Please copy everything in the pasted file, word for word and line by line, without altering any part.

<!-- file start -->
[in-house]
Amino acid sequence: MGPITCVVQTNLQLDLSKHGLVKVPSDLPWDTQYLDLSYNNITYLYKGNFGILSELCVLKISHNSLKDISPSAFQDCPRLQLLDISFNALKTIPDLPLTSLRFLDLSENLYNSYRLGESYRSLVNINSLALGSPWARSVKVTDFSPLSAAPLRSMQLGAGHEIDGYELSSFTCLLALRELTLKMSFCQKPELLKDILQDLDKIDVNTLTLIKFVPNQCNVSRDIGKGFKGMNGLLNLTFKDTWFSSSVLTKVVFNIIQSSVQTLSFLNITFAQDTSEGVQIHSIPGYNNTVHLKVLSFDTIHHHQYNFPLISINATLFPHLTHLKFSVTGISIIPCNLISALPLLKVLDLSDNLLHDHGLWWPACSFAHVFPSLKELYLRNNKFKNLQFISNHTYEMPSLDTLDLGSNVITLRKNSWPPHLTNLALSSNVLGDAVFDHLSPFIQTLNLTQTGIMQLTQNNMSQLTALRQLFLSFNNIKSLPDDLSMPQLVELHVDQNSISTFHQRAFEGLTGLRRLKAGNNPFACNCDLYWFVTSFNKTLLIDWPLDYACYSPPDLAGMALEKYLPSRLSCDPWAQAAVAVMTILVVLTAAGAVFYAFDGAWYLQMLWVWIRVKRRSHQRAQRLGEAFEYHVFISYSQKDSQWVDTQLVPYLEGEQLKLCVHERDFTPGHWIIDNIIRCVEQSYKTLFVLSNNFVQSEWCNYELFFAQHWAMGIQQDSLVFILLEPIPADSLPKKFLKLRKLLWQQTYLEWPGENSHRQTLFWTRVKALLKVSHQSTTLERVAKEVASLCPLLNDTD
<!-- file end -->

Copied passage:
[in-house]
Amino acid sequence: MGPITCVVQTNLQLDLSKHGLVKVPSDLPWDTQYLDLSYNNITYLYKGNFGILSELCVLKISHNSLKDISPSAFQDCPRLQLLDISFNALKTIPDLPLTSLRFLDLSENLYNSYRLGESYRSLVNINSLALGSPWARSVKVTDFSPLSAAPLRSMQLGAGHEIDGYELSSFTCLLALRELTLKMSFCQKPELLKDILQDLDKIDVNTLTLIKFVPNQCNVSRDIGKGFKGMNGLLNLTFKDTWFSSSVLTKVVFNIIQSSVQTLSFLNITFAQDTSEGVQIHSIPGYNNTVHLKVLSFDTIHHHQYNFPLISINATLFPHLTHLKFSVTGISIIPCNLISALPLLKVLDLSDNLLHDHGLWWPACSFAHVFPSLKELYLRNNKFKNLQFISNHTYEMPSLDTLDLGSNVITLRKNSWPPHLTNLALSSNVLGDAVFDHLSPFIQTLNLTQTGIMQLTQNNMSQLTALRQLFLSFNNIKSLPDDLSMPQLVELHVDQNSISTFHQRAFEGLTGLRRLKAGNNPFACNCDLYWFVTSFNKTLLIDWPLDYACYSPPDLAGMALEKYLPSRLSCDPWAQAAVAVMTILVVLTAAGAVFYAFDGAWYLQMLWVWIRVKRRSHQRAQRLGEAFEYHVFISYSQKDSQWVDTQLVPYLEGEQLKLCVHERDFTPGHWIIDNIIRCVEQSYKTLFVLSNNFVQSEWCNYELFFAQHWAMGIQQDSLVFILLEPIPADSLPKKFLKLRKLLWQQTYLEWPGENSHRQTLFWTRVKALLKVSHQSTTLERVAKEVASLCPLLNDTD